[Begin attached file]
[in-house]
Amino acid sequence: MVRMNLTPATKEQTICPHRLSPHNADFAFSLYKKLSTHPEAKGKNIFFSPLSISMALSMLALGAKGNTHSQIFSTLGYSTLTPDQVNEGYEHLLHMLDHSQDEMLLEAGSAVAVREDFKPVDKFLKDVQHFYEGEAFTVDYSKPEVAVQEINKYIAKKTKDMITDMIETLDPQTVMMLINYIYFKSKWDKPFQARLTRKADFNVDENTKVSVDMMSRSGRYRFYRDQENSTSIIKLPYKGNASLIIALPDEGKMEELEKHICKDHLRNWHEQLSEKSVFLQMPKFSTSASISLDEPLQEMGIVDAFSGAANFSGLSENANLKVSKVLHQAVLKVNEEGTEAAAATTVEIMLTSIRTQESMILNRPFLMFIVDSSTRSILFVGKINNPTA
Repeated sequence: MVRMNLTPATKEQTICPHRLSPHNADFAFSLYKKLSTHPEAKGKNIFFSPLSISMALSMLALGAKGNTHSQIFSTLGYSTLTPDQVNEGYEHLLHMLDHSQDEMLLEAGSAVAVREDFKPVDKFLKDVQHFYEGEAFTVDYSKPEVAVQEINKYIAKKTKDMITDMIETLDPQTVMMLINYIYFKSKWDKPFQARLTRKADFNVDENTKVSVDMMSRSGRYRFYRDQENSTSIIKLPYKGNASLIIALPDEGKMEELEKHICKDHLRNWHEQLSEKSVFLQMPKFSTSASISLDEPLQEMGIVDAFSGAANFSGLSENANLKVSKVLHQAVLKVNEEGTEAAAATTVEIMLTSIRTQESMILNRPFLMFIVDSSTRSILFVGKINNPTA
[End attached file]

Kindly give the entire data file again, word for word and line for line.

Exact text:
[in-house]
Amino acid sequence: MVRMNLTPATKEQTICPHRLSPHNADFAFSLYKKLSTHPEAKGKNIFFSPLSISMALSMLALGAKGNTHSQIFSTLGYSTLTPDQVNEGYEHLLHMLDHSQDEMLLEAGSAVAVREDFKPVDKFLKDVQHFYEGEAFTVDYSKPEVAVQEINKYIAKKTKDMITDMIETLDPQTVMMLINYIYFKSKWDKPFQARLTRKADFNVDENTKVSVDMMSRSGRYRFYRDQENSTSIIKLPYKGNASLIIALPDEGKMEELEKHICKDHLRNWHEQLSEKSVFLQMPKFSTSASISLDEPLQEMGIVDAFSGAANFSGLSENANLKVSKVLHQAVLKVNEEGTEAAAATTVEIMLTSIRTQESMILNRPFLMFIVDSSTRSILFVGKINNPTA
Repeated sequence: MVRMNLTPATKEQTICPHRLSPHNADFAFSLYKKLSTHPEAKGKNIFFSPLSISMALSMLALGAKGNTHSQIFSTLGYSTLTPDQVNEGYEHLLHMLDHSQDEMLLEAGSAVAVREDFKPVDKFLKDVQHFYEGEAFTVDYSKPEVAVQEINKYIAKKTKDMITDMIETLDPQTVMMLINYIYFKSKWDKPFQARLTRKADFNVDENTKVSVDMMSRSGRYRFYRDQENSTSIIKLPYKGNASLIIALPDEGKMEELEKHICKDHLRNWHEQLSEKSVFLQMPKFSTSASISLDEPLQEMGIVDAFSGAANFSGLSENANLKVSKVLHQAVLKVNEEGTEAAAATTVEIMLTSIRTQESMILNRPFLMFIVDSSTRSILFVGKINNPTA